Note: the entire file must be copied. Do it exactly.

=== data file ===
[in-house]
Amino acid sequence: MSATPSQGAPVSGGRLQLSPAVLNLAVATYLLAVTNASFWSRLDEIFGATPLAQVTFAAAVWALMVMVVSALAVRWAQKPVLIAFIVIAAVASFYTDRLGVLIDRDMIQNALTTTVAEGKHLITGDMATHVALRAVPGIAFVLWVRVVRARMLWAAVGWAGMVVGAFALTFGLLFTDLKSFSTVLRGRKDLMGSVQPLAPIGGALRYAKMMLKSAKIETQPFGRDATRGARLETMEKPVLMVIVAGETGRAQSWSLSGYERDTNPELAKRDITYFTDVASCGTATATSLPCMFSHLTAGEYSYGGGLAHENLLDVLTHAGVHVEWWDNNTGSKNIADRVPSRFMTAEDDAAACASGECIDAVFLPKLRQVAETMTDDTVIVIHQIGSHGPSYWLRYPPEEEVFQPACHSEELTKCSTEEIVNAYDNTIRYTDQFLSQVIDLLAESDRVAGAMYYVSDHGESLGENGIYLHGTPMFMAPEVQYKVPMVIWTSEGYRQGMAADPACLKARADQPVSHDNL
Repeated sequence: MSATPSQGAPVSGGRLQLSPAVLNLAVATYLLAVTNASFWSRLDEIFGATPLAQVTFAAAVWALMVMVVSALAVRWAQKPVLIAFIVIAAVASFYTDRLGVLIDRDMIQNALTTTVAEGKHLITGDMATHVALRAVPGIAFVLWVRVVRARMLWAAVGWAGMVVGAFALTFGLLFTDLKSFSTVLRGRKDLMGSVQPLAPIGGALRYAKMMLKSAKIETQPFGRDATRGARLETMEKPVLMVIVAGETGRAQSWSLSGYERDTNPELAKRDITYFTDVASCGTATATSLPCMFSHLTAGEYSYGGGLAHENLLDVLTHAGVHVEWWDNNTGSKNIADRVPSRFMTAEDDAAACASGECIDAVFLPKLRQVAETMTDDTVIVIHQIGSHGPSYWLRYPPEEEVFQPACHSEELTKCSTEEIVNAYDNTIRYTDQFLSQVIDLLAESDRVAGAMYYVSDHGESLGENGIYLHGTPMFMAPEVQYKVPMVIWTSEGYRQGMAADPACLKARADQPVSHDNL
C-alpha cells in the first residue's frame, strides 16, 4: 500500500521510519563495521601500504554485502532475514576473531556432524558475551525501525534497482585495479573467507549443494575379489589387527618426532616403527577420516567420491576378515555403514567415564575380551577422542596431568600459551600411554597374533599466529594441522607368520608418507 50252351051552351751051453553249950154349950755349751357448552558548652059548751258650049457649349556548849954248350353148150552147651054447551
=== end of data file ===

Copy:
[in-house]
Amino acid sequence: MSATPSQGAPVSGGRLQLSPAVLNLAVATYLLAVTNASFWSRLDEIFGATPLAQVTFAAAVWALMVMVVSALAVRWAQKPVLIAFIVIAAVASFYTDRLGVLIDRDMIQNALTTTVAEGKHLITGDMATHVALRAVPGIAFVLWVRVVRARMLWAAVGWAGMVVGAFALTFGLLFTDLKSFSTVLRGRKDLMGSVQPLAPIGGALRYAKMMLKSAKIETQPFGRDATRGARLETMEKPVLMVIVAGETGRAQSWSLSGYERDTNPELAKRDITYFTDVASCGTATATSLPCMFSHLTAGEYSYGGGLAHENLLDVLTHAGVHVEWWDNNTGSKNIADRVPSRFMTAEDDAAACASGECIDAVFLPKLRQVAETMTDDTVIVIHQIGSHGPSYWLRYPPEEEVFQPACHSEELTKCSTEEIVNAYDNTIRYTDQFLSQVIDLLAESDRVAGAMYYVSDHGESLGENGIYLHGTPMFMAPEVQYKVPMVIWTSEGYRQGMAADPACLKARADQPVSHDNL
Repeated sequence: MSATPSQGAPVSGGRLQLSPAVLNLAVATYLLAVTNASFWSRLDEIFGATPLAQVTFAAAVWALMVMVVSALAVRWAQKPVLIAFIVIAAVASFYTDRLGVLIDRDMIQNALTTTVAEGKHLITGDMATHVALRAVPGIAFVLWVRVVRARMLWAAVGWAGMVVGAFALTFGLLFTDLKSFSTVLRGRKDLMGSVQPLAPIGGALRYAKMMLKSAKIETQPFGRDATRGARLETMEKPVLMVIVAGETGRAQSWSLSGYERDTNPELAKRDITYFTDVASCGTATATSLPCMFSHLTAGEYSYGGGLAHENLLDVLTHAGVHVEWWDNNTGSKNIADRVPSRFMTAEDDAAACASGECIDAVFLPKLRQVAETMTDDTVIVIHQIGSHGPSYWLRYPPEEEVFQPACHSEELTKCSTEEIVNAYDNTIRYTDQFLSQVIDLLAESDRVAGAMYYVSDHGESLGENGIYLHGTPMFMAPEVQYKVPMVIWTSEGYRQGMAADPACLKARADQPVSHDNL
C-alpha cells in the first residue's frame, strides 16, 4: 500500500521510519563495521601500504554485502532475514576473531556432524558475551525501525534497482585495479573467507549443494575379489589387527618426532616403527577420516567420491576378515555403514567415564575380551577422542596431568600459551600411554597374533599466529594441522607368520608418507 50252351051552351751051453553249950154349950755349751357448552558548652059548751258650049457649349556548849954248350353148150552147651054447551